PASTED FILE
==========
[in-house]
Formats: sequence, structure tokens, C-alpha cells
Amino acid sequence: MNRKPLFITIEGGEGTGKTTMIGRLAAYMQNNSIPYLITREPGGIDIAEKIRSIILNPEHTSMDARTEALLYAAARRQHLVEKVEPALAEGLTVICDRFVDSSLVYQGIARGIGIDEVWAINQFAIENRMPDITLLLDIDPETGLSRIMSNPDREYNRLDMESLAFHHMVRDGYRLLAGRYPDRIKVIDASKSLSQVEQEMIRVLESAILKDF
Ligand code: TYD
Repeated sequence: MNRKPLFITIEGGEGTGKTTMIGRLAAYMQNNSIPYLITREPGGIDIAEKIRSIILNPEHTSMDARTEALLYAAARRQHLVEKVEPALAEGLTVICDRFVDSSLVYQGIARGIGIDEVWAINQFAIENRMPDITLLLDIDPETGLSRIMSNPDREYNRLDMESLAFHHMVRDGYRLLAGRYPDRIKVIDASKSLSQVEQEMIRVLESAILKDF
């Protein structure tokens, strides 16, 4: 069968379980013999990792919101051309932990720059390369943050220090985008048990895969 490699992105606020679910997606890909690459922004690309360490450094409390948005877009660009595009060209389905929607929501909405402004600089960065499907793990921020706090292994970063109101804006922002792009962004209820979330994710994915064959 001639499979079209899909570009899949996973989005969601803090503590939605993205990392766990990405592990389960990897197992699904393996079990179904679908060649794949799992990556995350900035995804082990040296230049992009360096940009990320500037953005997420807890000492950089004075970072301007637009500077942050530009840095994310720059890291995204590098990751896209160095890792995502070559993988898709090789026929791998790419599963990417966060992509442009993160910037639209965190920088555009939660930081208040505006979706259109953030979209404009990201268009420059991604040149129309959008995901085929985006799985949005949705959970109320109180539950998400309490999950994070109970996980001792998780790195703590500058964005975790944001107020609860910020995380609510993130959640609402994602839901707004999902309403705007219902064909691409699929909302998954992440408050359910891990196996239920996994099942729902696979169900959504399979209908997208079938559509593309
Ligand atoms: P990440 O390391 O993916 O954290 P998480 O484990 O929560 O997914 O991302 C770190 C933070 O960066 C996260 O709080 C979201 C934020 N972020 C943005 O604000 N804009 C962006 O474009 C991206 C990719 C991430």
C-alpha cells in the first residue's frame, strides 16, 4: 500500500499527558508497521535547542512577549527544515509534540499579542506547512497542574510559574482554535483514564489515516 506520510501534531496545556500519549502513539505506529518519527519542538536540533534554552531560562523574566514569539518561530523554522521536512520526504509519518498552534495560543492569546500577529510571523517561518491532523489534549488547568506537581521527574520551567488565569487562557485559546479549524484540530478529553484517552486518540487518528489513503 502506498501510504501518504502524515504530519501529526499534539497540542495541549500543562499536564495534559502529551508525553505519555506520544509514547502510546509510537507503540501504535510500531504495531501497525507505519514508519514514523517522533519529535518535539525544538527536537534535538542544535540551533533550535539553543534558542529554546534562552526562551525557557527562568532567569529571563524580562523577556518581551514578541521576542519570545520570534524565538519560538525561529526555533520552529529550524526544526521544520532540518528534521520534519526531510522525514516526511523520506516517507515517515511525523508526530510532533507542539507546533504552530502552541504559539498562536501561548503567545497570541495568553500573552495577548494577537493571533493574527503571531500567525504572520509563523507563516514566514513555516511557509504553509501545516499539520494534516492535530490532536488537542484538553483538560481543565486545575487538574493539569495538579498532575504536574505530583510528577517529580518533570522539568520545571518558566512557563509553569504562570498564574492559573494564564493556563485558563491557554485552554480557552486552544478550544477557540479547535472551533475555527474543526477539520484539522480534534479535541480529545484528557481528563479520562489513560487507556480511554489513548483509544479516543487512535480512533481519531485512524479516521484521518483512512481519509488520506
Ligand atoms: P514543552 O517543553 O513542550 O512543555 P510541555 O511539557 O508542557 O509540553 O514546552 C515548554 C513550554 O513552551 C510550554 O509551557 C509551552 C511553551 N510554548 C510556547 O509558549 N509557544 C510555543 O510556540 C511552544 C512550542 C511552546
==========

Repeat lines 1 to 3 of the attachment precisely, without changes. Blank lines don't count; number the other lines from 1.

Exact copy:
[in-house]
Formats: sequence, structure tokens, C-alpha cells
Amino acid sequence: MNRKPLFITIEGGEGTGKTTMIGRLAAYMQNNSIPYLITREPGGIDIAEKIRSIILNPEHTSMDARTEALLYAAARRQHLVEKVEPALAEGLTVICDRFVDSSLVYQGIARGIGIDEVWAINQFAIENRMPDITLLLDIDPETGLSRIMSNPDREYNRLDMESLAFHHMVRDGYRLLAGRYPDRIKVIDASKSLSQVEQEMIRVLESAILKDF